The Spine Race 2023 – Preview

At this time of year, the majority are winding up their fitness training after the indulgence of Christmas and possibly armed with New Year’s Resolutions. But for me and a few hundred other Spine racers (of various Spine Race distances), it’s a bit different. Most of us are now tapering down from our training in preparation for the big challenge ahead. Yup, it’s Spine time again!

Needless to say, as I write this the weather in England is looking pretty miserable, with a few flooding events this week. Spine weather is lurking. That should ensure the usual brutality of Britain’s most Brutal race (The race tagline). At the very least I think we can be fairly sure that the ground conditions will be very wet and boggy. As usual, I will be relying on my great gear to see me through, as I actually don’t like the cold and wet!

Speaking of gear, I have a few new interesting bits of gear I’ll be using for the first time in the Spine this year. This will be the first time I don’t use my OMM Classic 32 backpack. Instead, I’ll be using an OMM Phantom 25. It’s an even racier pack, and so far seems like the best I’ve ever used. It has great front pockets, and front shoulder strap bottle holders. Those are really important for access to critical gear on a race like the Spine. The loss of a few litres in volume is the only downside, but I’ll be dealing with that by using a new waterproof dry bag from Silva that has a built-in air valve which should allow me to get minimum packed gear volume whilst still keeping everything safely inside the backpack and waterproofed.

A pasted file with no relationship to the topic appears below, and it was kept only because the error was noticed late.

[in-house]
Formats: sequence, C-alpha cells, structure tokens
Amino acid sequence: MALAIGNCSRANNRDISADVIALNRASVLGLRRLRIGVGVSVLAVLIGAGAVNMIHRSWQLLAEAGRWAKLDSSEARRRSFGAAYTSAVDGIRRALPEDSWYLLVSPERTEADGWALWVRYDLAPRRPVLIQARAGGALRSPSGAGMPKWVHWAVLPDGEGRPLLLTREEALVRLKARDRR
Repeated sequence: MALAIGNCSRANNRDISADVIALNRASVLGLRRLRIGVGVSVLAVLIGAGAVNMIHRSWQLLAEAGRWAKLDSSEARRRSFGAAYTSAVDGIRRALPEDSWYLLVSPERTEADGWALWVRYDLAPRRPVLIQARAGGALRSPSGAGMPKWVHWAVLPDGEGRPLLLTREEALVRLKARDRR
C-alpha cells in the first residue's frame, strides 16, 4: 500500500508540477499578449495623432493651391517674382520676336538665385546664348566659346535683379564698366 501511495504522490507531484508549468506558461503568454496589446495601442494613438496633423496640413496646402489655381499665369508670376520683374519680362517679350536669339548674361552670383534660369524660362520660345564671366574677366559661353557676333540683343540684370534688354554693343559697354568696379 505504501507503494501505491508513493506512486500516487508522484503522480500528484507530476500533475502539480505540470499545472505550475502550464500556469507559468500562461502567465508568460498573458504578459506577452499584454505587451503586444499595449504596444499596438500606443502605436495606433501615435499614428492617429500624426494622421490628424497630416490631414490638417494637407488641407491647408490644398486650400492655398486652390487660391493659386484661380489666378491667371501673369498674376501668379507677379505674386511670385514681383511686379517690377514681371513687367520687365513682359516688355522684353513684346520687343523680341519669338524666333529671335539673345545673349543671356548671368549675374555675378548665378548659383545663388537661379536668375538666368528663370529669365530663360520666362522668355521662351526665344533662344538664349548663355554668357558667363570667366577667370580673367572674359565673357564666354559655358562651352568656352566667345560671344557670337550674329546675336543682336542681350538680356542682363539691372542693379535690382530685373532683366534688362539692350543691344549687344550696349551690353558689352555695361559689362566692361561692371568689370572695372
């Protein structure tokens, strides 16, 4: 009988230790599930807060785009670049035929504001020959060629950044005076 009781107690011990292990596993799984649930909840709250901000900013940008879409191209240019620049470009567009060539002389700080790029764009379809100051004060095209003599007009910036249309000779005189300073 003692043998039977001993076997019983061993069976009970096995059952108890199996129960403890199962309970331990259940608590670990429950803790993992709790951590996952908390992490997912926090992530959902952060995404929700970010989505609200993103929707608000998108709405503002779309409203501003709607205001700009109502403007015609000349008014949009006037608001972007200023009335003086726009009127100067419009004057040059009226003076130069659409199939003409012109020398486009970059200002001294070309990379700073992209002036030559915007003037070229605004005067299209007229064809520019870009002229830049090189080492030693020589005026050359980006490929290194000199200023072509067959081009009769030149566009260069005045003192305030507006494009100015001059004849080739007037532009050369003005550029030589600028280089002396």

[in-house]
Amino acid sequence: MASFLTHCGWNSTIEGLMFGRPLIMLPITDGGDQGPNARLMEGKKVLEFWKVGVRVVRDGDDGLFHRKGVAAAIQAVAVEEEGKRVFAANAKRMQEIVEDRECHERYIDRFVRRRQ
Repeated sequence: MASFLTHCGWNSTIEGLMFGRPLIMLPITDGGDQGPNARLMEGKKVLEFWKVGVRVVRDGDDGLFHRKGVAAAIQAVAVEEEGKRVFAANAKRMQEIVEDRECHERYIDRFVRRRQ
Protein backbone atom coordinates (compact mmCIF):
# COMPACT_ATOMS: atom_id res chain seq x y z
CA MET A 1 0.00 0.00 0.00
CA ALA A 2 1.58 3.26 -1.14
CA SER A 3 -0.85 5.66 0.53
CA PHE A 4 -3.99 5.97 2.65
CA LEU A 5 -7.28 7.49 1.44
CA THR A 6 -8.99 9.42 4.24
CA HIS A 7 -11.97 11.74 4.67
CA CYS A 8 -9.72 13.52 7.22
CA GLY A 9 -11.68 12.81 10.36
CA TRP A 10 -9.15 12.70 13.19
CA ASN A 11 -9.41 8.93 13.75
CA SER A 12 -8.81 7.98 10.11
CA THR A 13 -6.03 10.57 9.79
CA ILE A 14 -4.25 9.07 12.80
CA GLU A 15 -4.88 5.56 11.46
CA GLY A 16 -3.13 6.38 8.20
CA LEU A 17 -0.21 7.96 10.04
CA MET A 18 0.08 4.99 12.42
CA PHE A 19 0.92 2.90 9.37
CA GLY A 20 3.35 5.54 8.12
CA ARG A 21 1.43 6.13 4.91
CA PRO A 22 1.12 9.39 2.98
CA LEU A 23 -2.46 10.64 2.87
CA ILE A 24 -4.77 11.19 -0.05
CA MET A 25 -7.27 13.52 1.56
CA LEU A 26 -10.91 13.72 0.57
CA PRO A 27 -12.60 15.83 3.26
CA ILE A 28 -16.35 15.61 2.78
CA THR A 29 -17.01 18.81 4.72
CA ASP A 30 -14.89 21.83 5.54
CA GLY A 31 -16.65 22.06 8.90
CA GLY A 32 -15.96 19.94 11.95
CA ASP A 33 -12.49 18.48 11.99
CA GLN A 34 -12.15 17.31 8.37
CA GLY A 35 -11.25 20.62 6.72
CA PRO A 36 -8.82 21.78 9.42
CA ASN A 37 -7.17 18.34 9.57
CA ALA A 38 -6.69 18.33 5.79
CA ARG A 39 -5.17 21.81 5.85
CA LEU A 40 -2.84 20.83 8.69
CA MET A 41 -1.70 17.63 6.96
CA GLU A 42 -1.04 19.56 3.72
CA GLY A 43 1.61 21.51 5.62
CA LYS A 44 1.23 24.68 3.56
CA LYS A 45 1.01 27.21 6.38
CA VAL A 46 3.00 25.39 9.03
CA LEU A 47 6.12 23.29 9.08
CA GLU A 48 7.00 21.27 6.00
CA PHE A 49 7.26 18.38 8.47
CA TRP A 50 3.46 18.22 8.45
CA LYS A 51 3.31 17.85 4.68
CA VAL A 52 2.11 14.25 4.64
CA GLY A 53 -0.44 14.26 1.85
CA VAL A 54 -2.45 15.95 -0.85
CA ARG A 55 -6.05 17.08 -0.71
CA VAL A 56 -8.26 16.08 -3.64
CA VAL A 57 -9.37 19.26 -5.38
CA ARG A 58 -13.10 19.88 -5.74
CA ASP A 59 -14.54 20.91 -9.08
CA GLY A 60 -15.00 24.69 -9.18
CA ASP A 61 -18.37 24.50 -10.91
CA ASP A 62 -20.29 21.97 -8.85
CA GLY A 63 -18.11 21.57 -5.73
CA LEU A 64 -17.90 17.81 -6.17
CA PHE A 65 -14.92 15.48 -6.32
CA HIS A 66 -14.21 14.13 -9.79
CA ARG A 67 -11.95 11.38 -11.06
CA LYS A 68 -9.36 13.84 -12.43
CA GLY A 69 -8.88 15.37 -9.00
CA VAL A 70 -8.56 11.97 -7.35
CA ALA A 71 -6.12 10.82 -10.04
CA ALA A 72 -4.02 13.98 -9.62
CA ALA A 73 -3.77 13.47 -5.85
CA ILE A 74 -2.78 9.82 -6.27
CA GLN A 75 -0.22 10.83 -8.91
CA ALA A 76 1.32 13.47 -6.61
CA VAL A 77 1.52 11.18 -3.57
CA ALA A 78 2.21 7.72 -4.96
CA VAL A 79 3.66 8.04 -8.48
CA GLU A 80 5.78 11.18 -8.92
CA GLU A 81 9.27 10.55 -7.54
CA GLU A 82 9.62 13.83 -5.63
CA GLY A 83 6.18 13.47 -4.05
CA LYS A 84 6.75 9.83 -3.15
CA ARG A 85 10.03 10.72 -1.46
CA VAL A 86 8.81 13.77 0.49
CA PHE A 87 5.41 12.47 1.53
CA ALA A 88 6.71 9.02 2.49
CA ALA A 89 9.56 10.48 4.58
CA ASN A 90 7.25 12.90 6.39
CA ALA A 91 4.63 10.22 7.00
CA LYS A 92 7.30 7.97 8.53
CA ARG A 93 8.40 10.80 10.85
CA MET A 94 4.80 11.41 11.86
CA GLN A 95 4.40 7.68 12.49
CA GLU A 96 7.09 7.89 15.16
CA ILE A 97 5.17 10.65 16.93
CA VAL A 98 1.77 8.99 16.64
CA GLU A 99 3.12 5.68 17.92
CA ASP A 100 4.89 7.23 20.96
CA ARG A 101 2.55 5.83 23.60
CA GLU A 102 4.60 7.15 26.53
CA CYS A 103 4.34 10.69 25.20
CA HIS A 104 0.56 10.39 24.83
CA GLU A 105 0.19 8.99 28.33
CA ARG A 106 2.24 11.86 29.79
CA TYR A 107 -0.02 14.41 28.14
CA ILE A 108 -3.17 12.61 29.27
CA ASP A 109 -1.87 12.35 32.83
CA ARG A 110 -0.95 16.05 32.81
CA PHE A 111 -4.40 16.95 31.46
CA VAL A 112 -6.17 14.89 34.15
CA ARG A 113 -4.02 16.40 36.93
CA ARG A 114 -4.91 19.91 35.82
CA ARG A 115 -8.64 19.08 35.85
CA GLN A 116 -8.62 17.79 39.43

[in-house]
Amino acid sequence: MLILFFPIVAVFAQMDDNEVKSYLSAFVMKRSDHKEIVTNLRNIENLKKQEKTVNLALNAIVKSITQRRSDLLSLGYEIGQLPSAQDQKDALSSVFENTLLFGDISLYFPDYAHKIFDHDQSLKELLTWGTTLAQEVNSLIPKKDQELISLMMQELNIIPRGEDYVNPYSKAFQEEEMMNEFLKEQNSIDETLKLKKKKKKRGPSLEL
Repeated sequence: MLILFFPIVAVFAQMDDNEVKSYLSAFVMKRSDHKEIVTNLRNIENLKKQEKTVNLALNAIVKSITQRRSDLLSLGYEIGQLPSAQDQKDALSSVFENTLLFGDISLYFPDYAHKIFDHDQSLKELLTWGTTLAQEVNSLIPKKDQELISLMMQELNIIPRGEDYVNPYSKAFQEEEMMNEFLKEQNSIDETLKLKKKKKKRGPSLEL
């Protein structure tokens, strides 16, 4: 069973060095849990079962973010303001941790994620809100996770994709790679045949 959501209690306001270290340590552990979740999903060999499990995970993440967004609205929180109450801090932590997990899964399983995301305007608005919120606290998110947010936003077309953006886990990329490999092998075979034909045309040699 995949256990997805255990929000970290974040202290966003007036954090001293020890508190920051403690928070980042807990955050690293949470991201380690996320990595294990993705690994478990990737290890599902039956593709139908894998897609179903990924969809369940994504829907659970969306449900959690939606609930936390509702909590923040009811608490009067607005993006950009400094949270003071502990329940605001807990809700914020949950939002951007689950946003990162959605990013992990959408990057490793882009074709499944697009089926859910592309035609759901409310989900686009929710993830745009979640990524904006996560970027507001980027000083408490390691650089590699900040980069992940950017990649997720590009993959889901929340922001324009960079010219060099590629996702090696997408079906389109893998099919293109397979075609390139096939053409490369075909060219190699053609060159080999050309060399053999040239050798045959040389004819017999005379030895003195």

I’ve also a few new pieces of gear from Columbia, my main sponsor. I have my first new pair of shoes for the Spine in a few years,, with a pair of Escape Thrive Endure waterproof shoes. I reckon these will make for great mid-race shoes. And in the Spine waterproofing is essential as far as I’m concerned. I’ve also got a very warm Columbia Pebble Peak Down Jacket, which has Omni-heat Infiniti heat reflective lining. This feels extremely warm in testing so far,.

As usual, the course generally follows the length of the Pennine away, from Edale in the Peak District of England up to Kirk Yetholm over the Scottish border, covering over 400km of non-stop racing. There are a few minor diversions in place this year, with the biggest one being a few s-bends around the Pennine way due to forestry activities north of Hadrian’s wall. Overall the diversion will lengthen the course a bit, unlike last year. So the race times should be longer than last year by quite a few hours.

The Spine Race Route

The race just seems to go from strength to strength. This year’s field looks to be the most competitive yet, with tons of excellent runners taking part.

In the Female race, it’s great to see that Claire Bannworth from France is going to be there. I’ve seen her in several races and she is a very solid multi-day trail runner. Quite often she gets close to the front of the male race in longer events. I’ve seen her storm to victory in the last 2 360 Challenge races in the Canaries Elaine Bisson was second last year and is back again. She also had a podium finish in the Northern Traverse this year. Eloise Eccles was second in the summer Spine in 2021, so she could be another to watch. I don’t see any returning past winners on the race roster, so we should have a new champion this year. Of course, I have probably missed a few talented female athletes on this list.